Builders Try to Solve Shortfall of Labor, Materials
Hepner, Ruth, The Washington Times (Washington, DC)
Shortages of labor and materials continue to plague the home-building industry. Efforts are under way to ease the problems, however. The shortages "are bad but they may be easing up a bit," says Michael Carliner, economist with the National Association of Home Builders (NAHB) in Washington. "Labor shortages have been very widespread, particularly for carpenters. Some materials - wallboards and insulation - have been problems as well."
The situation "is disrupting construction schedules," he says. "Builders are having trouble getting houses completed on time. That's the main thing. They have to scramble to find people and materials."
This "is one of several factors that is creating upward pressure on prices," he says.
His advice for new-home buyers: "Discuss the possibility of a construction delay with the builder. Make sure you're not left homeless."
Bob Simmons, vice president of Gaithersburg-based builder Kettler Forlines, offers further advice: "Deal with a company that's been around a long time. . . . Kettler Forlines is relying on 30 years of integrity" in relationships with suppliers and subcontractors.
He acknowledges that shortages have slowed delivery of new homes and raised prices. But "we have significantly less of a problem" than some other builders, he adds.
Mr. Carliner and others in the building industry point out the shortages have resulted from a thriving economy that has demand outstripping supply.
"Short-term labor markets overall are very tight, especially in the construction trades. This really tight labor market is not going to [exist] all the time. The economy changes," Mr. Carliner says.
"But we have to work on long-term supply" of labor by developing education programs and skills training for people entering the work force.
Meanwhile, also because of the strength of the economy, the gypsum wallboard industry "can't keep up with the demand," says Mike Kennedy, general manager of sales for the Reston-based Lafarge Corp.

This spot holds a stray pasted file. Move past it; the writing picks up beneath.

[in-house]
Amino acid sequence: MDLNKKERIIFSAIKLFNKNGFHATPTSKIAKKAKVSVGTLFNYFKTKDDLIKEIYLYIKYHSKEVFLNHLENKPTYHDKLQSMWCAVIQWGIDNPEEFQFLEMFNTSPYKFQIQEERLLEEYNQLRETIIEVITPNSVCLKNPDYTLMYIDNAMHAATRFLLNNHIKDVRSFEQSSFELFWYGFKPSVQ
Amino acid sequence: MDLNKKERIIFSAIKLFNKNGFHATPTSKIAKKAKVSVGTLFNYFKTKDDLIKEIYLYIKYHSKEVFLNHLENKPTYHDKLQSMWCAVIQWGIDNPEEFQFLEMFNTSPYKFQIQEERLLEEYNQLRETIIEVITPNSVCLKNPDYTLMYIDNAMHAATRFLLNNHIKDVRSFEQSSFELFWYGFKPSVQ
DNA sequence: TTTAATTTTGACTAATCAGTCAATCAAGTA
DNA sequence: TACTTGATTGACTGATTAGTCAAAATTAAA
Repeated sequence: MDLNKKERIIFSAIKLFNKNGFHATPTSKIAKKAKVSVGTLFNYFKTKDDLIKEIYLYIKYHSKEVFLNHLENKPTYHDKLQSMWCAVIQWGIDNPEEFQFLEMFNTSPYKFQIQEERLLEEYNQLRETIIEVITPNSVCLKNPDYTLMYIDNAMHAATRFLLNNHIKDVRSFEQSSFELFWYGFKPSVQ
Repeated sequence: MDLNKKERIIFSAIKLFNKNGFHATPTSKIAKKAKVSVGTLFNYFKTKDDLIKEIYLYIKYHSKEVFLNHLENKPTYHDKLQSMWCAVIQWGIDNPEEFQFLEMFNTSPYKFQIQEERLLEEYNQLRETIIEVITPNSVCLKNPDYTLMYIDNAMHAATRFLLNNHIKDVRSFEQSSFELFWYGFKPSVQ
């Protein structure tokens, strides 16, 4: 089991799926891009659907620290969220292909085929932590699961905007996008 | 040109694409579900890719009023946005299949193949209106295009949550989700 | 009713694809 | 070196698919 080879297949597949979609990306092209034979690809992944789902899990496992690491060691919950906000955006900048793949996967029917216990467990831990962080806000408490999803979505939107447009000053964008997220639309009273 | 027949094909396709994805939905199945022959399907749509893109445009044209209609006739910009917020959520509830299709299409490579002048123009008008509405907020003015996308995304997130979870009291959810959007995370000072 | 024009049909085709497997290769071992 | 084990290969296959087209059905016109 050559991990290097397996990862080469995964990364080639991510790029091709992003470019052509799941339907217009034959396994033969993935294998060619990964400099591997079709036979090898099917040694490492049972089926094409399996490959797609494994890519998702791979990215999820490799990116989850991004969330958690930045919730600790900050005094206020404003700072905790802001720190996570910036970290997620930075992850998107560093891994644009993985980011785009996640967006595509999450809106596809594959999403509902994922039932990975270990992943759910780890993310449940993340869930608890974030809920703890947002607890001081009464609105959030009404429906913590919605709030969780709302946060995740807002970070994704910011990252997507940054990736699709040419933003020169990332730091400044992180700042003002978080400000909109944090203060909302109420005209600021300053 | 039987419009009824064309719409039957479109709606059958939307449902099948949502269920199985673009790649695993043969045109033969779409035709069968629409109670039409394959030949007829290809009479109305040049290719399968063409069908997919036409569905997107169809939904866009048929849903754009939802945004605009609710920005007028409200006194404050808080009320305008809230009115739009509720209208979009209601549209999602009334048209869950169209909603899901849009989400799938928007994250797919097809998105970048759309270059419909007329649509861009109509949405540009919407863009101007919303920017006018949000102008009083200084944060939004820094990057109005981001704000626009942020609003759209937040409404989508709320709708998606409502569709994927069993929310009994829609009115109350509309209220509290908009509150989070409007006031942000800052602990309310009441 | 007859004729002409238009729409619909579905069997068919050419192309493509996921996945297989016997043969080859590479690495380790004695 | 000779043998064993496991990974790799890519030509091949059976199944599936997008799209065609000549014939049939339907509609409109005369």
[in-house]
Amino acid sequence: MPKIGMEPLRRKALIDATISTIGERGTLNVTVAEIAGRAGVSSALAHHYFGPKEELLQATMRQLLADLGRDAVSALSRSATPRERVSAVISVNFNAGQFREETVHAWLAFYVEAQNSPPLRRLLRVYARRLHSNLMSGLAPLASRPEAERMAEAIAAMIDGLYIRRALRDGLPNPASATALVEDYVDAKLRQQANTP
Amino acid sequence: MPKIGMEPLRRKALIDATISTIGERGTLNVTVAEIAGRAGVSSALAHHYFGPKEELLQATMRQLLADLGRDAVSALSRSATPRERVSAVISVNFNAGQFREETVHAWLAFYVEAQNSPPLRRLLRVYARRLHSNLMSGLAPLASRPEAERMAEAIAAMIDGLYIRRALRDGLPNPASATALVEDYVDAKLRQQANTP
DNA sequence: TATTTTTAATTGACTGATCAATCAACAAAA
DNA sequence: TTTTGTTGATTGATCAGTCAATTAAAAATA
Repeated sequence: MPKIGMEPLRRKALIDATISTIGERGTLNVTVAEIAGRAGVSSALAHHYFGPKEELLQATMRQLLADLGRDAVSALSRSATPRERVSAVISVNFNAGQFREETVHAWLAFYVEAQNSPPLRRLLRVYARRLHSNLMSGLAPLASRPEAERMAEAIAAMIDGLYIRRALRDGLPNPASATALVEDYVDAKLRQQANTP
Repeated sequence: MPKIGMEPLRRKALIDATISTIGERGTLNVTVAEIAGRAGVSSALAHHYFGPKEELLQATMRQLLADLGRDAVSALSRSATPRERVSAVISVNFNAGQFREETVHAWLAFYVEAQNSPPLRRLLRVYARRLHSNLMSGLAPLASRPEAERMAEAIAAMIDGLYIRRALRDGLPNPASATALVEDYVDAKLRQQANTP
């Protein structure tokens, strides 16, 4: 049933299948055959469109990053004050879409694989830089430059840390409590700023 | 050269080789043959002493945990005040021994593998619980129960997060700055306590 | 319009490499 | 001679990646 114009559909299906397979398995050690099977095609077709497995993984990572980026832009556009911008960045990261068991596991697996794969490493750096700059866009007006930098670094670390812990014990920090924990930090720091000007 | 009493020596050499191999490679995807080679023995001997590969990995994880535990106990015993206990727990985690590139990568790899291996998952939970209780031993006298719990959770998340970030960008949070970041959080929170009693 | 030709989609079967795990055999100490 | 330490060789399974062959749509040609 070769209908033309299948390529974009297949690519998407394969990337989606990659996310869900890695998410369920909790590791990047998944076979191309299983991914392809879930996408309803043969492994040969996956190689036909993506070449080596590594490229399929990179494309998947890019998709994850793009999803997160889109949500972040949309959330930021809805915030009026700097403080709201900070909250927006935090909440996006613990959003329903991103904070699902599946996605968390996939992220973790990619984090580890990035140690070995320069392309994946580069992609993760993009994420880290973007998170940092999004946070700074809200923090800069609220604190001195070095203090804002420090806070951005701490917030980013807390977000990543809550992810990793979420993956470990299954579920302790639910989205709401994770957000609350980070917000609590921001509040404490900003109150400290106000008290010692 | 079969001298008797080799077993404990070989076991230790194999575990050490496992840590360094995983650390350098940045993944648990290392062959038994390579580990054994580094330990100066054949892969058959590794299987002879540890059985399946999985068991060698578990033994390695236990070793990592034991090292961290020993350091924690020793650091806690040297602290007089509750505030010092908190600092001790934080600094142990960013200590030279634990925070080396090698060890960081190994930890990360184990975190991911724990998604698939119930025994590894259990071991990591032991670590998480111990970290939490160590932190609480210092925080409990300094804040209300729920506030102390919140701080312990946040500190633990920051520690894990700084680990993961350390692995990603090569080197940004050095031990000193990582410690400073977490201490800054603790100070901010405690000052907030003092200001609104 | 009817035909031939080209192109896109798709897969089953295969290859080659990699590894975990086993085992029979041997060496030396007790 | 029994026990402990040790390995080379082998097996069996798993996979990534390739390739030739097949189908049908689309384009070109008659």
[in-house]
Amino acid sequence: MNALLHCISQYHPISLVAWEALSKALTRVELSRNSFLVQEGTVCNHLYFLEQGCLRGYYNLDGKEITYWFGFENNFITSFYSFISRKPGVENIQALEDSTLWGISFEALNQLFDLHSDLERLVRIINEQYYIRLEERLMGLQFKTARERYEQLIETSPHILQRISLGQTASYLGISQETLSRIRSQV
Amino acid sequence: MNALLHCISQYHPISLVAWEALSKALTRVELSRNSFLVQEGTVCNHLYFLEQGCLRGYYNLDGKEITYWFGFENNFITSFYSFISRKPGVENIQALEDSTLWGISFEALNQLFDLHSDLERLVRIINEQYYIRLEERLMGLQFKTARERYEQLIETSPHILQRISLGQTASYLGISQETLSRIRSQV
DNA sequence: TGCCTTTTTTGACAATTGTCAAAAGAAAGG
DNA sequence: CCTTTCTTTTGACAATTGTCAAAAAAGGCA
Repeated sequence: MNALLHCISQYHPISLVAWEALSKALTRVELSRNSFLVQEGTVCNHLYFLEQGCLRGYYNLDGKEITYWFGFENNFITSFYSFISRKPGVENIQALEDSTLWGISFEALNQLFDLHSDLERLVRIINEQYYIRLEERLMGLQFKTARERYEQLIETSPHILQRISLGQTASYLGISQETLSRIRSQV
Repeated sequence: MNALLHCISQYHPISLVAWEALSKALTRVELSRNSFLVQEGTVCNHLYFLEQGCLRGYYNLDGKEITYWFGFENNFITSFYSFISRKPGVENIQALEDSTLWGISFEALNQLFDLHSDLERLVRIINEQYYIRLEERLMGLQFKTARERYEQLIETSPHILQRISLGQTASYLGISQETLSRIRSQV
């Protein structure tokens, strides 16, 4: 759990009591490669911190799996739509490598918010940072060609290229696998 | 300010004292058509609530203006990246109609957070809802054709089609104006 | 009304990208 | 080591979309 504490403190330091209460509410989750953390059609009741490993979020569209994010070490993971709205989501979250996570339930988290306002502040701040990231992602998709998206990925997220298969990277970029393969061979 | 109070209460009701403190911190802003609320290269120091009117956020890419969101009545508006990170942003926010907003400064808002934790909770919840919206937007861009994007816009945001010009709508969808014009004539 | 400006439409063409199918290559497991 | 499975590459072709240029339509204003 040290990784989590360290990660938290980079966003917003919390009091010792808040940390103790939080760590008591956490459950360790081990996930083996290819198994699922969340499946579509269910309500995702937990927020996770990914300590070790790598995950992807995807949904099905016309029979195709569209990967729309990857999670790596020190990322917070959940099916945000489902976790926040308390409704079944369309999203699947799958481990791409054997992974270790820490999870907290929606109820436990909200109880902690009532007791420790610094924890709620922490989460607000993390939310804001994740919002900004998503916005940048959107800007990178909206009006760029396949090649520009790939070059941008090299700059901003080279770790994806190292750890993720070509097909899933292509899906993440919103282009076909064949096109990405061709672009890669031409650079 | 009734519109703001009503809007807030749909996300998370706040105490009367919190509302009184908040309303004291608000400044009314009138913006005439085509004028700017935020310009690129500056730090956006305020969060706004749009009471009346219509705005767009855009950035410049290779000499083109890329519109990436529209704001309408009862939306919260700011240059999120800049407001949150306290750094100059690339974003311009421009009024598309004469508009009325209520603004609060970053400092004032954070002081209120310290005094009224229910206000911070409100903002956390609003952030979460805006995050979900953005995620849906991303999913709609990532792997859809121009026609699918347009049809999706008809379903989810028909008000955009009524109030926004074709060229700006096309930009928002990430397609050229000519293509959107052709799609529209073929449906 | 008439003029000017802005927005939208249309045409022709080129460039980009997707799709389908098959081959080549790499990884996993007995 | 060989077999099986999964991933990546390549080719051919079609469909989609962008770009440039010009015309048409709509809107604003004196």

Lafarge manufactures wallboard and other construction materials at plants around the country and in Canada.
Lafarge and other wallboard manufacturers have responded to the shortage by building more plants. His company's existing plant in Wilmington, Del., will be able to supply Washington-area builders more wallboard by the middle of next year, he says, because Lafarge will open a new plant in Kentucky in the spring to supply Southern states. This will "free up more product" from Wilmington for the Washington area.
Other wallboard manufacturers have new plants coming on line late this year and in early 2000, Mr. Kennedy says. Lafarge also has another plant scheduled to open in Florida in 2001.
"The cumulative effect will relieve the shortage," he says.
An effort to resolve the labor shortage was launched last month with the creation of a nonprofit group called the Construction Technology Education Foundation (CTEF), says Len Mills, executive vice president of the Northern Virginia Building Industry Association (NVBIA).
Participants in CTEF include "lots of very important people," among them builders, remodelers, vocational school teachers and representatives of Northern Virginia Community College (NOVA) and George Mason University, says Mr. Mills, who is on the CTEF board of directors.
Bill Mercer, a vice president of CTEF, is a builder who heads the building technology program at NOVA. "A lot of different organizations have been taking a lot of different approaches" to resolve the labor shortage, he says. …